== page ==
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L'évaluation des enseignants

Selon un scoop sur le site du Café Pédagogique, qui s'est procuré de documents gouvernementaux, l'évaluation des profs se profile un peu plus clairement sur l'horizon.

Cette évaluation se fera tous les trois ans et dans les collèges et lycées c'est le chef d'établissement qui en sera responsable.

A mon sens, il est bien temps que les enseignants en France puissent bénéficier d'un système d'évaluation bien conçue, mais cette évaluation tous les trois ans par le directeur n'est pas suffisante. Les syndicats se plaignent que le chef d'établissement n'est pas en mesure d'évaluer les compétences professionnelles dans toutes les matières, mais le problème n'est pas là. L'expérience anglo-saxonne montre qu'un directeur est bien capable de juger la qualité d'un cours car bon nombre des éléments d'un cours réussi sont génériques. Ce qui manque dans les écoles françaises c'est une structure hiérarchique qui permet une évaluation suffisamment fréquente par un spécialiste dans la discipline. C'est une question mathématique. Un directeur responsable de, disons, soixante professeurs, n'a pas suffisamment de temps pour les évaluer tous les ans, leur donnant en même temps des cibles professionnelles annuelles. Pour ce faire il faut des "chefs de section", des cadres axiaux à l'anglaise. Ces personnes seraient responsables à la fois de l'évaluation (à l'aide du chef d'établissement), et de l'organisation de la section en général.

Dans d'autres secteurs de la vie active ce genre d'hiérarchie et d'évaluation est monnaie courante. Elle permet aux salariés d'avancer dans leur carrière et de bénéficier d'une formation continue au fil des ans. Ce qui est proposé par le gouvernement est un pas en avant, mais un pas relativement timide qui risque de ne pas atteindre ses objectifs.

Les syndicats devraient voir les aspects positifs d'une évaluation qui peut mener à des hausses de salaire et de nouvelles possibilités professionnelles. Pourquoi les enseignants devraient-ils rester à l'abri de la responsabilité de leur travail et des résultats de leurs élèves?


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What teachers are saying about The Language Teacher Toolkit

"The Language Teacher Toolkit is a really useful book for language teachers to either read all the way through or dip into. What I like about it is that the authors Steve Smith and Gianfranco Conti are totally upfront about what they believe to be good practice but back it up with research evidence." (Ernesto Macaro, Oxford University Department of Education)

"I absolutely love this book based on research and full of activities..  The best manual I've read so far. One of our PDs from the Australian Board of Studies recommended your book as an excellent resource.  I look forward to the conference here in Sydney." Michela Pezzi, Teacher, Australia, Facebook)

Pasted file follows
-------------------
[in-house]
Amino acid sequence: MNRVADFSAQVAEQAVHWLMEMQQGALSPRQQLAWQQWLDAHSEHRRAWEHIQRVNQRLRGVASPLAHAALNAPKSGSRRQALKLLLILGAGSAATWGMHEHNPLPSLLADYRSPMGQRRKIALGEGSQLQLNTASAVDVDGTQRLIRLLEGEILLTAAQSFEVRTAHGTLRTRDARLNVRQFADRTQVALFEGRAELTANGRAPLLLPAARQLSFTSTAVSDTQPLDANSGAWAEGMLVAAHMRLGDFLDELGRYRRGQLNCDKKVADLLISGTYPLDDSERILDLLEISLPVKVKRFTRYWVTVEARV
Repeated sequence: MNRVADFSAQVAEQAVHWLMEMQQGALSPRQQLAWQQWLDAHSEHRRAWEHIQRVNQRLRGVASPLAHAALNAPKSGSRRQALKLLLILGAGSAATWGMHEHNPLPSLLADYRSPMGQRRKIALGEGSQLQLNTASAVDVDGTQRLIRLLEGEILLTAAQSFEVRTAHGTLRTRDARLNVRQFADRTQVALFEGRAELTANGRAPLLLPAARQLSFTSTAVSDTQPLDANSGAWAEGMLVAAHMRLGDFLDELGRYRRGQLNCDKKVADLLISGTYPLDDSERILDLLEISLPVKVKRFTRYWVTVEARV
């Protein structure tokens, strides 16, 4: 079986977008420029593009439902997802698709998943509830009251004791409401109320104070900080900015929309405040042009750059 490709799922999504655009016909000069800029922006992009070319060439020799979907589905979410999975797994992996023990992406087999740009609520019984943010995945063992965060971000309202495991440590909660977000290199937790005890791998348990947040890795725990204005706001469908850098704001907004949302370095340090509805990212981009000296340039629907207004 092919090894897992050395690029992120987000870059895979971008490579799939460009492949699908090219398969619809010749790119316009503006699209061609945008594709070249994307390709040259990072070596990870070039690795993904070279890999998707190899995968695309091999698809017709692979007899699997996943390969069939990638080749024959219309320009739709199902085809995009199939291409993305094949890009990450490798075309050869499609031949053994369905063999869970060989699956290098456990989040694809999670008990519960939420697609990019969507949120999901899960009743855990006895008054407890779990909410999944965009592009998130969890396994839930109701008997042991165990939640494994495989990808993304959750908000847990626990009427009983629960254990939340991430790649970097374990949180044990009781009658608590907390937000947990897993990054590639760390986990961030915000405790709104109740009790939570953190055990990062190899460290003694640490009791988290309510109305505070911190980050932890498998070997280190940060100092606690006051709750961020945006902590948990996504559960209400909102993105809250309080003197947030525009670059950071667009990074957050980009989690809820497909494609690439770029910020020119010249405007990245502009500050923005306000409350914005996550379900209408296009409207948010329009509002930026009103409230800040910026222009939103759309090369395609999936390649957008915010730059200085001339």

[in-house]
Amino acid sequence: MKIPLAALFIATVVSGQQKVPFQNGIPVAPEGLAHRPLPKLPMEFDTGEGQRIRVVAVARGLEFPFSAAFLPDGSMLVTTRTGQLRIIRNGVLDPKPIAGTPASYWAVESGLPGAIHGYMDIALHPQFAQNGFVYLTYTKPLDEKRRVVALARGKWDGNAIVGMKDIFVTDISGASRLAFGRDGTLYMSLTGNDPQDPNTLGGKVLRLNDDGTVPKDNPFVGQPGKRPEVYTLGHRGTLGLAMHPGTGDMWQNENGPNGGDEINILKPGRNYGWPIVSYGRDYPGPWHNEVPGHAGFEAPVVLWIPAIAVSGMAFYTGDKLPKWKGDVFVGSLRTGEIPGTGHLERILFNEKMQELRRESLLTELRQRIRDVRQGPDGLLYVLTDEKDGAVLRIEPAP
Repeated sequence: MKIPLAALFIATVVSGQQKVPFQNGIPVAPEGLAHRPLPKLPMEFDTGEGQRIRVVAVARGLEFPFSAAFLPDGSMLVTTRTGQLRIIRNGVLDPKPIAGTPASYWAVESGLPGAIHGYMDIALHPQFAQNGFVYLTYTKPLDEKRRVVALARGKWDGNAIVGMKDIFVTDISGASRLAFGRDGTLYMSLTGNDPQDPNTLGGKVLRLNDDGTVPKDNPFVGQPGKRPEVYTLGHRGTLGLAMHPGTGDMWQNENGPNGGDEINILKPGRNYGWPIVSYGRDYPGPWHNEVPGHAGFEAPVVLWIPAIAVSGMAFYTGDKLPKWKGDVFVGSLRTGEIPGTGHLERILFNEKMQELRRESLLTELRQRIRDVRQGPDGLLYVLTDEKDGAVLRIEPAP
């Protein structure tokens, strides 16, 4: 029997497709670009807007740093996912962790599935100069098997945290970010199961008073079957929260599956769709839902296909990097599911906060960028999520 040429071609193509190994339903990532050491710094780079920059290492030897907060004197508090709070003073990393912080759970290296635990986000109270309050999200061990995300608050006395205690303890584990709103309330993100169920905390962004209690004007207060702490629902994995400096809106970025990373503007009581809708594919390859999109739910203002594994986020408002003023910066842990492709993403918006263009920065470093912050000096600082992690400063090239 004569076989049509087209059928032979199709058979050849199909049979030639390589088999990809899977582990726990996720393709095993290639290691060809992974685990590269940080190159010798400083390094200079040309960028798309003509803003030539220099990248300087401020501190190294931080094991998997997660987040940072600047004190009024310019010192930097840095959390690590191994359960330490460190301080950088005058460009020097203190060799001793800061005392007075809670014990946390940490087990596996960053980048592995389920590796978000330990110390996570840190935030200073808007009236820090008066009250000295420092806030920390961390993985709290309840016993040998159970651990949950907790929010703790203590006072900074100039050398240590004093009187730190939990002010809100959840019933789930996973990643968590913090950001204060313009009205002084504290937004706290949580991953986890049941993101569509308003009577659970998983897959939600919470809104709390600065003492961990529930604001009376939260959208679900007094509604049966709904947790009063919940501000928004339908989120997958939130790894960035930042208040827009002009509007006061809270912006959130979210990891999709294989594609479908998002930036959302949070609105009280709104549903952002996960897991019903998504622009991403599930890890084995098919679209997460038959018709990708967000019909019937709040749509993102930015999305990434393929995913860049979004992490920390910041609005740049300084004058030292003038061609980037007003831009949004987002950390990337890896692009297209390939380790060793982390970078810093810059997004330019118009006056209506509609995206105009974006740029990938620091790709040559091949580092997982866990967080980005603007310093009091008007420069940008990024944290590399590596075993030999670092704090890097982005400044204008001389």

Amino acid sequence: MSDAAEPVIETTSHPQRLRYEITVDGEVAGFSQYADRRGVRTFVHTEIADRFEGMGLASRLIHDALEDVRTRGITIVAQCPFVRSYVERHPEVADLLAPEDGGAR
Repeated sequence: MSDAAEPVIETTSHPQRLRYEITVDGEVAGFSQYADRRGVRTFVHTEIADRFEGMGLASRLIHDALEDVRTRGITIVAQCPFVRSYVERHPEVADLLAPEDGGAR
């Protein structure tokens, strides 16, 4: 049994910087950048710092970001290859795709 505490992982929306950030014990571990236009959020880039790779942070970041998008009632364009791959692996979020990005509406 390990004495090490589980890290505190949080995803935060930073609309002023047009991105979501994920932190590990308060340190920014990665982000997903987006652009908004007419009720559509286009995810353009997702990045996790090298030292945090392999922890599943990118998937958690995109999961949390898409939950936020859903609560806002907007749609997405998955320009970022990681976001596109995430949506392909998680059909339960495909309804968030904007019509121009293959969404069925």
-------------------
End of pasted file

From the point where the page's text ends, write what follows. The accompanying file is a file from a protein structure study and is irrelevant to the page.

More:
"Finally, a book for World Language teachers that provides practical ideas and strategies that can actually be used in the classroom, rather than dry rhetoric and theory that does little to inspire creativity in ways that are engaging for both students and teachers alike." (USA teacher, Amazon review)

The Language Teacher Toolkit review

We were delighted to receive a review of The Language Teacher Toolkit from eminent applied linguist Ernesto Macaro from Oxford University. Macaro is a leader in the field of second language acquisition and applied linguistics. His main research interests are teacher-student interaction and language learning strategies pupils can use to improve their progress.

Here is Professor Macaro's review:
The Language Teacher Toolkit is a really useful book for language teachers to either read all the way through or dip into. What I like about it is that the authors Steve Smith and Gianfranco Conti are totally upfront about what they believe to be good practice but back it up with research evidence. So for example the ‘methodological principles’ on page 11 are supported by the research they then refer to later in the book and this approach is very similar to the one that we (Ernesto Macaro, Suzanne Graham, Robert Woore) have adopted in our ‘consortium project’( The point i…

5 great zero preparation lesson ideas

When the pressure is on and there are only so many hours on the week, you need a repertoire of zero preparation go-to activities which promote input and/or practice. Here are five you might well find useful.

1. My weekend

We know that listening is the most important yet often neglected skill for language learning. It's also something some pupils find hard to do. To develop listening skill and provide tailored comprehensible input try this:

You tell the class you are going to recount what you did last weekend and that they have to make notes in English. The amount of detail you go into and the speed you go will depend on your class. Talk for about three minutes. If you spent the whole weekend marking, you can always make stuff up!

You then make some true or false (maybe not mentioned too) statements in the target language about what you said in your account. Class gives hands up (or no hands up) answers. This can then lead into a simple pair work task where pupils make up their own tru…